Research keywords: trade, offshoring, fragmentation, technology transfer, price dispersion, firm heterogeneity, firm productivity
Offshoring in a one factor world: it’s DFS all over again!, May 2015 – under review Journal of International Economics
Technology Transfer and North-South Trade, September 2015 – forthcoming Review of International Economics
Ethnic Networks and Price Disperson, with M.
Anderson and S. Smith, October 2015 – resubmitted Review of
Paper (PDF), Abstract (HTML)
Offshoring and North-South Trade with
Paper (PDF), Abstract (HTML)
Firm Heterogeneity and Export Pricing in India, with M. Anderson, J. Signoret, and S. Smith, August 2015 – under review Journal of International Economics
Offshoring in the H-O-S model: the improbability of a global rise in the skill premium – very preliminary – not to be cited
Paper (PDF), Abstract (HTML), Supplemental Appendix (PDF)
Maple code for
computations in the above papers can be found here.
Offshoring in a one factor world: it’s DFS all over again!
While the theoretical literature on o§shoring is rich and complex, it may be generally summarized as a collection of special cases typiÖed by partial equilibrium (goods or factor prices Öxed), small numbers of goods, exogenously determined margins between o§shored tasks, and Öxed factor coe¢ - cients. Using a Ricardian continuum framework, we present a simple general equilibrium model of o§shoring with fully áexible goods and factor prices, a continuum of goods, endogenously determined margins of o§shoring production and substitutability between stages of production. The model brings structure to the gallery of ambiguous results noted above, and allows focus of the e§ects of o§shoring on prices, wages, production location, and welfare.
JEL Codes: F11 (Neoclassical Models of Trade)
Costless technology transfer is a standard assumption in the international trade literature, however by some estimates the average technology transfer cost is nearly 20% of total project costs (Teece, 1977). This analysis examines the conditions under which the advanced country gains when the transfer of technology from the advanced North to the less advanced South incurs resource costs. Results are derived for the e§ect on production, wages, prices and welfare of lower transmission and absorption costs, and productivity and population shocks. The framework is extended to examine the implications of an improvement in the enforcement of international intellectual property rights.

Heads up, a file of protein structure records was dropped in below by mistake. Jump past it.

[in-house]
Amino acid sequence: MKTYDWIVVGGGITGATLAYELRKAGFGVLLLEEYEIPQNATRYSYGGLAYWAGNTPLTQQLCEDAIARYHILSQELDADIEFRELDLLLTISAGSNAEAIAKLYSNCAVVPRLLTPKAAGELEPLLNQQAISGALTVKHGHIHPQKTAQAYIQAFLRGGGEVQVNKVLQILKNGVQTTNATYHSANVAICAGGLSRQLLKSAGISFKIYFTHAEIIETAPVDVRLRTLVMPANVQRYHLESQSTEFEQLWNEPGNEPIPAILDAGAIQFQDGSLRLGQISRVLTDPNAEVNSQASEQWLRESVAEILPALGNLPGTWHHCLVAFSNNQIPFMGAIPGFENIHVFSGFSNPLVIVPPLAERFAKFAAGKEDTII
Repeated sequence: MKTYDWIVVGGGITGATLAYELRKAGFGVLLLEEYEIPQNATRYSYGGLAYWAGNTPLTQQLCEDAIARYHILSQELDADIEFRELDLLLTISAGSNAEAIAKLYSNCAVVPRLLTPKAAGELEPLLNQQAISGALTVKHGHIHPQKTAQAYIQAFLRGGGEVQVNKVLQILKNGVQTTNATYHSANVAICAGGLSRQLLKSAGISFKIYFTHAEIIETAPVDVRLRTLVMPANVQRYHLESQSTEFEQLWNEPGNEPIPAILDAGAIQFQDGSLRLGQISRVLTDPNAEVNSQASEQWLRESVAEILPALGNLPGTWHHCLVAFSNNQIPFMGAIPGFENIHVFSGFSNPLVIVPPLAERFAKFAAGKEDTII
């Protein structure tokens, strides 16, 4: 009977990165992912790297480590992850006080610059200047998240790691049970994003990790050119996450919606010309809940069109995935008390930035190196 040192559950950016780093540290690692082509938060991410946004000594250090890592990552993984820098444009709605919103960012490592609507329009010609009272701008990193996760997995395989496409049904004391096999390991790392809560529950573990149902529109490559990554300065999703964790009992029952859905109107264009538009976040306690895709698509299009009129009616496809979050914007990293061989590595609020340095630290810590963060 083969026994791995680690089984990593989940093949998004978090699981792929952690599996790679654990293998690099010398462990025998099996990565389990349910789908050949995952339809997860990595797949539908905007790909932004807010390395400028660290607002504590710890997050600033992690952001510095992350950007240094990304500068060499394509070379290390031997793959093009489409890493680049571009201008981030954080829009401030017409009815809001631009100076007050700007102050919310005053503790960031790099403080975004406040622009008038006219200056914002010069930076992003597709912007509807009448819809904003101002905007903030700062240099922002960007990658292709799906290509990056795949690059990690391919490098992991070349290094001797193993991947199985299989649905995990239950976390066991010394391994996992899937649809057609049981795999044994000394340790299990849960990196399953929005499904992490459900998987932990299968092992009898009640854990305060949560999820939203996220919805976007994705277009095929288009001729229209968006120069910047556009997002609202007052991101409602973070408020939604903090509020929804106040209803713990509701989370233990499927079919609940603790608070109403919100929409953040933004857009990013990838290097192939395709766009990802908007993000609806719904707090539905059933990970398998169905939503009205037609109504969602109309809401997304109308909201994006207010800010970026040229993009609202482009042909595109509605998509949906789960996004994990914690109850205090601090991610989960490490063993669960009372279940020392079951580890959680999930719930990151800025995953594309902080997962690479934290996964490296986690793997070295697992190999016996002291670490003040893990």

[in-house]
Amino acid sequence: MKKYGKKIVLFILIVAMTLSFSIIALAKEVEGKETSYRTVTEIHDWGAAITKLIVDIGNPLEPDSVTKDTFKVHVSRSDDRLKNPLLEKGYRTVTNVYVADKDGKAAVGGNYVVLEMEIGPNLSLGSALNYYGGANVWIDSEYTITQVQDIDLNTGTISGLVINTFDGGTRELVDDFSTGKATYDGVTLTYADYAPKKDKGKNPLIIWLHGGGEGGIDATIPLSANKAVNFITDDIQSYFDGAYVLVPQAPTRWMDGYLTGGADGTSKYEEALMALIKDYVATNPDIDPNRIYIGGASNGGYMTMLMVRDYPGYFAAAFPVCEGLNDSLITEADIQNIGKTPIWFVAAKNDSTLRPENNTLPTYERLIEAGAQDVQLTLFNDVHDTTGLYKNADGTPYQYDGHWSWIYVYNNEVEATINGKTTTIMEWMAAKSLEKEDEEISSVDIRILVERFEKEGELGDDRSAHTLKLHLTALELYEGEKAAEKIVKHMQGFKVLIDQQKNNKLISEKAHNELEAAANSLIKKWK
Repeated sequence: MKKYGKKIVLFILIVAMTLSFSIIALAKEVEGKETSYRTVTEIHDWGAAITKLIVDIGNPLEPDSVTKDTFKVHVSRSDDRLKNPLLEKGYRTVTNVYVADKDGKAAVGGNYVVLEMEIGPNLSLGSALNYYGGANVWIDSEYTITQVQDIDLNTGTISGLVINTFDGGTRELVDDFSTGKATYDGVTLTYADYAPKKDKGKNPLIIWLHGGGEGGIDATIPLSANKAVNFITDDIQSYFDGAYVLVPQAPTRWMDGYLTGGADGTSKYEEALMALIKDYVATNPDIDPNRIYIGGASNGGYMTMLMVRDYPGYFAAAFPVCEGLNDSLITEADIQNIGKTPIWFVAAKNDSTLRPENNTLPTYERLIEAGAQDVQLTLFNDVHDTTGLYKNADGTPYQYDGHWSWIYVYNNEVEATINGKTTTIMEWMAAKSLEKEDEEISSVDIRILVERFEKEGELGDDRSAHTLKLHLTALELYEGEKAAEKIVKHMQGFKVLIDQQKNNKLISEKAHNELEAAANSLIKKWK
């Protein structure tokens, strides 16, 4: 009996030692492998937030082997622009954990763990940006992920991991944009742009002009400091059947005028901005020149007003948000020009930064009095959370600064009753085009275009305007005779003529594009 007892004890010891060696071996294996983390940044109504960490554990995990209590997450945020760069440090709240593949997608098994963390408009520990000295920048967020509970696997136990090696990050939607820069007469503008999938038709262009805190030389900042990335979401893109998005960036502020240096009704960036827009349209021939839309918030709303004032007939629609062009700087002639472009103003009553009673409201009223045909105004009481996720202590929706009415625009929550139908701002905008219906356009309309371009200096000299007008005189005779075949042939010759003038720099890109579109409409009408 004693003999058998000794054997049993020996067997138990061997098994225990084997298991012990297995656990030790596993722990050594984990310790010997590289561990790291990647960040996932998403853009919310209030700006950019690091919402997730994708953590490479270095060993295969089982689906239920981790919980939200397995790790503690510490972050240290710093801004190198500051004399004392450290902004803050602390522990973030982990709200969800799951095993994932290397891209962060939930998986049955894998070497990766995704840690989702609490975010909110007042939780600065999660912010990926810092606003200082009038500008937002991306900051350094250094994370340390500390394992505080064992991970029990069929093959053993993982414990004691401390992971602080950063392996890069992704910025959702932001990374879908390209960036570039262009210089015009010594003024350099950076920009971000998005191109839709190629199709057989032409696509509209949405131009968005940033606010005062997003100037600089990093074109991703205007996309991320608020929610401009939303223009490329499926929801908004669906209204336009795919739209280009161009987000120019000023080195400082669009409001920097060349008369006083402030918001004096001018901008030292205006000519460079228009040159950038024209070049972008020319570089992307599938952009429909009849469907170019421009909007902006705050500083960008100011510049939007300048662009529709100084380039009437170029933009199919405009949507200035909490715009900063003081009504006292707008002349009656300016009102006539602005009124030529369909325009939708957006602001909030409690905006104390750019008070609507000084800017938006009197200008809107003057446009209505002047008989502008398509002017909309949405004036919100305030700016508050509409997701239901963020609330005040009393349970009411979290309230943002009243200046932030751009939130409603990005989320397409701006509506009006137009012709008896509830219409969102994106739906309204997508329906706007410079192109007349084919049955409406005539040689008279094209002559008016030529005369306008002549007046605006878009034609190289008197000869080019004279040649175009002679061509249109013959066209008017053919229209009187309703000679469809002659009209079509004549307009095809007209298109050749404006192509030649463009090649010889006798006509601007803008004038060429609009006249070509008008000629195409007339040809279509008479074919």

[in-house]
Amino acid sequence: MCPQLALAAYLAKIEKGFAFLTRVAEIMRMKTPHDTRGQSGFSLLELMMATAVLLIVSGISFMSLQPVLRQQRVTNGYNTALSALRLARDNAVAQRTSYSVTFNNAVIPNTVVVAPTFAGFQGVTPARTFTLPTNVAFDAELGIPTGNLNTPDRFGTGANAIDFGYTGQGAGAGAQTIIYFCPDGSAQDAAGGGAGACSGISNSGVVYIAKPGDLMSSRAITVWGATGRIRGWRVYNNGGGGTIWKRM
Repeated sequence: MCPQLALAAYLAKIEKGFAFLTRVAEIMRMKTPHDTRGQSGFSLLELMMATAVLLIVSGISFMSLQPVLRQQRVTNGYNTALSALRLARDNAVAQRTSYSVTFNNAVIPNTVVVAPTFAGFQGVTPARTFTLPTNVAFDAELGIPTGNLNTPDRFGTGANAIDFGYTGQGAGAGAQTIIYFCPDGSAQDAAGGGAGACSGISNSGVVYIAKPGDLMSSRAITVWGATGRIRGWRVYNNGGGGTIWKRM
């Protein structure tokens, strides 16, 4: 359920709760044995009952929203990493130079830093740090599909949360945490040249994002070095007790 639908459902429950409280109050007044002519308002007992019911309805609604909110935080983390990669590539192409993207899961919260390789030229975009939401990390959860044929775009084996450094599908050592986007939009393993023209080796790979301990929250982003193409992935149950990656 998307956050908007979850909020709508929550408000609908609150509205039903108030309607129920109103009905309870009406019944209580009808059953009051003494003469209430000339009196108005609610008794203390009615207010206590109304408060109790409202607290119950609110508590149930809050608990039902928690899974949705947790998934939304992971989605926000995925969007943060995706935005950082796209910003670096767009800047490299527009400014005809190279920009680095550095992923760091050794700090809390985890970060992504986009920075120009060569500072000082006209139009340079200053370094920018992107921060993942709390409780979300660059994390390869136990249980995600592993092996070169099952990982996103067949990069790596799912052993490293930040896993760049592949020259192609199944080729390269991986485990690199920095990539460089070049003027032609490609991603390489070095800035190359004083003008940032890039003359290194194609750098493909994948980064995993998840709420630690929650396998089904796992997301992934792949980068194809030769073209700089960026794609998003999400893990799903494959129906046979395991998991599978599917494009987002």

Ethnic Networks and Price Disperson
(with M. Anderson and S. Smith)
We offer and test a model linking ethnic networks to global price dispersion which predicts lower price dispersion as shared ethnic populations between countries rise, effects that may reverse at higher levels as network discipline breaks down. Using Chinese, Indian and Japanese data, we find that country-pairs linked by the Chinese network have significantly lower mean price dispersion. A one standard deviation increase in the size of the Chinese coethnic network lowers price dispersion by 6 - 33 percent, an effect that reverses as the network gets large. No such evidence exists for the Indian or Japanese networks.
Keywords: price dispersion; ethnic networks; trade costs; Chinese diaspora
JEL Codes: F40, F41
We present a simple general equilibrium model of o§shoring where households have nonhomothetic preferences. This provides a platform from which to examine issues of trade and development in the presence of o§shoring. We show that o§shoring lowers the Southís relative wage making the North unequivocally better o§. In the o§shoring equilibrium the South will consume a smaller set of goods than the North, and may play a part in the production of goods that it does not consume. Faster population growth in the South can cause product cycles, shifting task production from the North to the South and leading the North to consume new goods. Global and Southern uniform productivity improvements can also lead to product cycles. Productivity shocks generally improve welfare in the North and have ambiguous e§ects for the South, however there are exceptions where all countries gain.
We examine the export pricing behavior of Indian manufacturing firms in the early 2000s using a unique data set that matches detailed firm characteristics with product and destination-level trade data. We find, in contrast to evidence for other countries, that firm productivity is negatively associated with export prices, and that export prices are negatively associated with distance, and positively associated with remoteness. We suggest that it is the higher cost of innovation in India, driving down the scope for quality differentiation, which leads to the negative association between productivity and prices. We use the framework of Antoniades (2015) to place our results (heterogeneous goods, homogeneous markets) relative to two other groups identified in the literature: (homogeneous goods, homogeneous markets) and (heterogeneous goods, heterogeneous market). To our knowledge this is the first empirical evidence consistent with this particular theoretical possibility.
Keywords: Firm level data, Pricing, Heterogeneous firms
JEL Codes: F1, F10, F12, F14
Williams School of Commerce, Economics & Politics
Washington and Lee University
Lexington VA 24450-2554
Last updated: August 2015
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